IMG_0234You’ve eaten the roasted chicken, licked your fingers and now it’s time for clean up. Believe it or not, that chicken carcass that you have left is one of the most valuable things to come across your kitchen. If you haven’t noticed, chicken stock is a widely used ingredient in anything from soups, to curries, risotto, braises and even vegetable dishes. The reason for this is its neutral flavor doesn’t overpower the other ingredients like say, a vegetable stock could, but instead it adds a round flavor and richness that serves as a  great building block. What you buy in the store is usually broth, made from meat and flavorings and not usually the simmered bones. If you make a proper stock from bones cooked for a long time you release their natural gelatin which is why a homemade stock becomes jelly when it cools. What is also does is give you that velvety viscous mouth feel when it’s hot. Store bought chicken “stock” or broth also has salt in it, something the professionals never do because if you reduce the stock to concentrate flavor and gelatin it would then be too salty. So you season with salt at the end. That being said, I use box stock when I don’t have any home-made in the house, but I always buy low sodium and organic to minimize the crazy ingredients they add for flavor. Just watch the salt if you use store-bought, and when using home-made, you will have to season with a little extra at the end. Keep in mind this is one chicken, so you may not get that jelly when cold texture but its still a hell of a lot better than spending money!

If you own a slow cooker, you can toss the leftover chicken body and any juices that are hanging out on the dish around it right in after dinner and cook it overnight or do the same the next day. If not, save it in a Tupperware and simmer it gently in a pot on a day that you have some time. If you simmer it for 2-3  hours you should be fine and watch the water level so it never gets completely dry. Reducing it will concentrate flavor and save space in your freezer and you can add water or broth to make up any liquid difference in your recipes. Lastly, the slow cooker does crazy things to onions so I leave them out if I’m using that.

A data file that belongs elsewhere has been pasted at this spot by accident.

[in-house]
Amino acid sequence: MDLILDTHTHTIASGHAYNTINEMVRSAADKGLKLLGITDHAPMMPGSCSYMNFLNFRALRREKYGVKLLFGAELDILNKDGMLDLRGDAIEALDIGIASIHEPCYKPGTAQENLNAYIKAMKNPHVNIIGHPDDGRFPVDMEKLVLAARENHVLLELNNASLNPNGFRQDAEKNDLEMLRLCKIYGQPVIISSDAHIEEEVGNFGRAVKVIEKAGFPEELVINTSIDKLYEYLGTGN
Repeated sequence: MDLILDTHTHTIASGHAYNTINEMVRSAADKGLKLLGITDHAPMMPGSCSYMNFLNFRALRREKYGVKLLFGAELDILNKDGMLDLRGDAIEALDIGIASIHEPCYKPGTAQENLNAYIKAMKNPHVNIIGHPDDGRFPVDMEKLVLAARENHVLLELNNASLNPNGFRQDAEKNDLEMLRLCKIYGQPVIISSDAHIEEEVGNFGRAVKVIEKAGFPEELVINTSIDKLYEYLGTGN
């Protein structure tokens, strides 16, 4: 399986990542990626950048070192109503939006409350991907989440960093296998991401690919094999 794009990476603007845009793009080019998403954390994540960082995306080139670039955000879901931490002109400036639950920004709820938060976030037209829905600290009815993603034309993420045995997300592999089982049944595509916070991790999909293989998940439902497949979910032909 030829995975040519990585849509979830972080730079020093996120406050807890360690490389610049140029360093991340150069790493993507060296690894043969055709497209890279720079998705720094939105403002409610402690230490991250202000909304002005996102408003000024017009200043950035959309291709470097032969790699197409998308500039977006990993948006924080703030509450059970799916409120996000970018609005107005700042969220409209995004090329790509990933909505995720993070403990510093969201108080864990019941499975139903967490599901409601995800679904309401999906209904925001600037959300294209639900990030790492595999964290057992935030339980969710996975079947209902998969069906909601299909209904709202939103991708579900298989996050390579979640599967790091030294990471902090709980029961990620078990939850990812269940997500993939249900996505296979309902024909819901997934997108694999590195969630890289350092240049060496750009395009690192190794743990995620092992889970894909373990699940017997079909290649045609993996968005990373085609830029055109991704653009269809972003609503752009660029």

After the Roasted Chicken Stock  IMG_0232

1 chicken carcass with anything that is left on it, broken up into a few smaller pieces and any reserved juices

3 medium carrots, peeled and cut into 2″ lengths

3 stalks of celery, cut large

1 large white or yellow onion, peeled and quartered (omit if slow-cooker)

2 cloves garlic, peeled

8 sprigs of thyme

parsley stems (if you have them)

1 whole clove (if you don’t have it, omit)

1. Cover all ingredients with water in a slow cooker or a pot that is deeper than wide, and not too big or too small for the ingredients.

2. In slow-cooker cook on high for 4-6 hours or low for 8 hours. On stove top, bring to a boil on high heat, then reduce it to a simmer and simmer 2-4 hours until done, watching the liquid. Skim the impurities off the top with a spoon or ladle during the process.

3. Strain out the solids and discard and cool, then freeze.

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